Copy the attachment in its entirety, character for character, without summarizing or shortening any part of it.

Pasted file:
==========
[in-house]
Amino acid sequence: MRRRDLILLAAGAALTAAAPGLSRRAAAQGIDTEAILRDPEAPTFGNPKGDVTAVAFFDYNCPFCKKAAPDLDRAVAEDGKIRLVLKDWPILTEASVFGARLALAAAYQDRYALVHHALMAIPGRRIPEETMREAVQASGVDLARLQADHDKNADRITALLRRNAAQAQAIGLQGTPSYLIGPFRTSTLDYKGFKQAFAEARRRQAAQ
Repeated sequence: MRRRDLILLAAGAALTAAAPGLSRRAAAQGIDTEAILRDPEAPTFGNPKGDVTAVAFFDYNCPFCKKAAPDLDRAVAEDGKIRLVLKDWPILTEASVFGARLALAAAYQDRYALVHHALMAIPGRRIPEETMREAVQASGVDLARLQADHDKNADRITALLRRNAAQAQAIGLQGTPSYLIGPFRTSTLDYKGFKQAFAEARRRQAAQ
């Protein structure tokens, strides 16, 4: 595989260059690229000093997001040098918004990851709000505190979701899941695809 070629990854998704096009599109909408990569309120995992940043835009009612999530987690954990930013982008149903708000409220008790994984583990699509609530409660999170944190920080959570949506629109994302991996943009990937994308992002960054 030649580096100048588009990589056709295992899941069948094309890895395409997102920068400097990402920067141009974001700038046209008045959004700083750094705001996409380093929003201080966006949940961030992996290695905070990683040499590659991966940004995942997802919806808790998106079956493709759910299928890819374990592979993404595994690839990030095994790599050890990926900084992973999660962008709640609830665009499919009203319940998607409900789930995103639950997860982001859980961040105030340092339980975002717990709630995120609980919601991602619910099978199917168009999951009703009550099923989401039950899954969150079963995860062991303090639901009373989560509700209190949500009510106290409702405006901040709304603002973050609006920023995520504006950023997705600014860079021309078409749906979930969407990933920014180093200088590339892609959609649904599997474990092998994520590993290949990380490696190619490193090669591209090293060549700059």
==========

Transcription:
[in-house]
Amino acid sequence: MRRRDLILLAAGAALTAAAPGLSRRAAAQGIDTEAILRDPEAPTFGNPKGDVTAVAFFDYNCPFCKKAAPDLDRAVAEDGKIRLVLKDWPILTEASVFGARLALAAAYQDRYALVHHALMAIPGRRIPEETMREAVQASGVDLARLQADHDKNADRITALLRRNAAQAQAIGLQGTPSYLIGPFRTSTLDYKGFKQAFAEARRRQAAQ
Repeated sequence: MRRRDLILLAAGAALTAAAPGLSRRAAAQGIDTEAILRDPEAPTFGNPKGDVTAVAFFDYNCPFCKKAAPDLDRAVAEDGKIRLVLKDWPILTEASVFGARLALAAAYQDRYALVHHALMAIPGRRIPEETMREAVQASGVDLARLQADHDKNADRITALLRRNAAQAQAIGLQGTPSYLIGPFRTSTLDYKGFKQAFAEARRRQAAQ
């Protein structure tokens, strides 16, 4: 595989260059690229000093997001040098918004990851709000505190979701899941695809 070629990854998704096009599109909408990569309120995992940043835009009612999530987690954990930013982008149903708000409220008790994984583990699509609530409660999170944190920080959570949506629109994302991996943009990937994308992002960054 030649580096100048588009990589056709295992899941069948094309890895395409997102920068400097990402920067141009974001700038046209008045959004700083750094705001996409380093929003201080966006949940961030992996290695905070990683040499590659991966940004995942997802919806808790998106079956493709759910299928890819374990592979993404595994690839990030095994790599050890990926900084992973999660962008709640609830665009499919009203319940998607409900789930995103639950997860982001859980961040105030340092339980975002717990709630995120609980919601991602619910099978199917168009999951009703009550099923989401039950899954969150079963995860062991303090639901009373989560509700209190949500009510106290409702405006901040709304603002973050609006920023995520504006950023997705600014860079021309078409749906979930969407990933920014180093200088590339892609959609649904599997474990092998994520590993290949990380490696190619490193090669591209090293060549700059």